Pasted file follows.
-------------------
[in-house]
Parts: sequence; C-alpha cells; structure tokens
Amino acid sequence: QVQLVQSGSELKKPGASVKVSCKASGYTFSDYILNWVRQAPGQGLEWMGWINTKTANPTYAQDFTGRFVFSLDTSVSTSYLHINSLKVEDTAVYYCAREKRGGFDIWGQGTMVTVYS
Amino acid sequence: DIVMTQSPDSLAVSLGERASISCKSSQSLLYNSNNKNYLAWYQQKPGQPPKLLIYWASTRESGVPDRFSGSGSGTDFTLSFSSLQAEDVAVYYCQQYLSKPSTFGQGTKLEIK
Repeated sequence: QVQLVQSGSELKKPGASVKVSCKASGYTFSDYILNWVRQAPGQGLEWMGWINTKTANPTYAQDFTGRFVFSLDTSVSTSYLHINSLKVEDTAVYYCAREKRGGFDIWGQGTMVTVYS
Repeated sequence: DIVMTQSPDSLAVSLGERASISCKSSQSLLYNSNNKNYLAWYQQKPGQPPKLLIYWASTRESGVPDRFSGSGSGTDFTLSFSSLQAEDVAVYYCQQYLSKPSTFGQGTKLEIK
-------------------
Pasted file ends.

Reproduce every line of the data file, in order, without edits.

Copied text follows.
[in-house]
Parts: sequence; C-alpha cells; structure tokens
Amino acid sequence: QVQLVQSGSELKKPGASVKVSCKASGYTFSDYILNWVRQAPGQGLEWMGWINTKTANPTYAQDFTGRFVFSLDTSVSTSYLHINSLKVEDTAVYYCAREKRGGFDIWGQGTMVTVYS
Amino acid sequence: DIVMTQSPDSLAVSLGERASISCKSSQSLLYNSNNKNYLAWYQQKPGQPPKLLIYWASTRESGVPDRFSGSGSGTDFTLSFSSLQAEDVAVYYCQQYLSKPSTFGQGTKLEIK
Repeated sequence: QVQLVQSGSELKKPGASVKVSCKASGYTFSDYILNWVRQAPGQGLEWMGWINTKTANPTYAQDFTGRFVFSLDTSVSTSYLHINSLKVEDTAVYYCAREKRGGFDIWGQGTMVTVYS
Repeated sequence: DIVMTQSPDSLAVSLGERASISCKSSQSLLYNSNNKNYLAWYQQKPGQPPKLLIYWASTRESGVPDRFSGSGSGTDFTLSFSSLQAEDVAVYYCQQYLSKPSTFGQGTKLEIK